Calls for Venice cityhood are more about improving representation than gaining independence
By Michael Feinstein
The author served on the Santa Monica City Council from 1996 to 2004 and was mayor from 2000 to 2002. A co-founder of the Green Party of California, he is the Green candidate for California Secretary of State in the June primary election.
The notion of Venice breaking away from Los Angeles to pursue independent cityhood reached a high-water mark in the public consciousness with last Thursday’s “Uprising: VEXIT Town Hall Discussion” hosted by the Venice Neighborhood Council.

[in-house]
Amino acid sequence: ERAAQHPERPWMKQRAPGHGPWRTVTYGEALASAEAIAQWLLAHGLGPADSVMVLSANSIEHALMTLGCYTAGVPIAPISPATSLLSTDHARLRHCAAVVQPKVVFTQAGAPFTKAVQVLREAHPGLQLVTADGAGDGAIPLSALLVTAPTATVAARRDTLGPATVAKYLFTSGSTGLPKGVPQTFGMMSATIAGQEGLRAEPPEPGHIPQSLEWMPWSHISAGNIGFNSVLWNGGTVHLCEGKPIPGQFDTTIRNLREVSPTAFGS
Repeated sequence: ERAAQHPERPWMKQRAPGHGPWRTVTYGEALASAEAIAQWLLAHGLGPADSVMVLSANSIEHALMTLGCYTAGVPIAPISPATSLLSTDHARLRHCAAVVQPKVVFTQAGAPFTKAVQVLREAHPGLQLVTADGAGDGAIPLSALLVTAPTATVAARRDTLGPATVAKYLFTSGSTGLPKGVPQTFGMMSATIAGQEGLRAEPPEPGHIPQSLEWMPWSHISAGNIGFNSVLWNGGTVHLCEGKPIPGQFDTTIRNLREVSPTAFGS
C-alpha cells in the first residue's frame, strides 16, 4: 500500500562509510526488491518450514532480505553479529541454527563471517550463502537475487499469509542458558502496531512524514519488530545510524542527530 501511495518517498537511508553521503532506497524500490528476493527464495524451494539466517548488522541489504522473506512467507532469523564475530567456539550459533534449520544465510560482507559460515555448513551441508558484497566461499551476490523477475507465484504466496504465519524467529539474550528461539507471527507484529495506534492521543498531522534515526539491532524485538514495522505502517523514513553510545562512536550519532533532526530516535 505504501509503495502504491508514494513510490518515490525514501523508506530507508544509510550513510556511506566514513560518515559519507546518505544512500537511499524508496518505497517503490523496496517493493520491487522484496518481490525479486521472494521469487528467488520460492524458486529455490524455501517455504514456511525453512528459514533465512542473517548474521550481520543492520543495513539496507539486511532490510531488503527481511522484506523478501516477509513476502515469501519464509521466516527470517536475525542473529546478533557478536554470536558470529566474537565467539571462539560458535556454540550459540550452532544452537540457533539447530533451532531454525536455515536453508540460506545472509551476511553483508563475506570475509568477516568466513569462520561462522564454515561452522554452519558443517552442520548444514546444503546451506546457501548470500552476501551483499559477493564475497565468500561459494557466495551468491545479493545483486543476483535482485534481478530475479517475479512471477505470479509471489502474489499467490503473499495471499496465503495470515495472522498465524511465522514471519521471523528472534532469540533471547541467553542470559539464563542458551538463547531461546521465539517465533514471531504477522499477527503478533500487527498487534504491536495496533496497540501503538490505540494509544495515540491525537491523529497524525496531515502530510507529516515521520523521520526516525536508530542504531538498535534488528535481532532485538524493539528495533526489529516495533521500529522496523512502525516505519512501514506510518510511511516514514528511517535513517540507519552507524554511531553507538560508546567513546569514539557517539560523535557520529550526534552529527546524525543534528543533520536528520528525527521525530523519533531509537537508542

The detail-packed two-hour session focused on legal pathways, rationales and political strategies for achieving cityhood, including questions of economic viability. All are necessary, informative and stimulating topics, but the central democratic calculus of an independent Venice — What kind of democracy do Venetians want? — was mostly absent.
At the heart of cityhood is whether people feel heard and represented by their local government and, if not, what kind of local government is a better way to get there. It’s easy to say “more local is better,” but “what kind of local” is really determinate. Without it, the Venice cityhood vs. staying in Los Angeles debate remains mostly theoretical and academic.
Ultimately, whether an independent Venice would work for most Venetians could depend on who gets elected to its city council.
A Venice City Council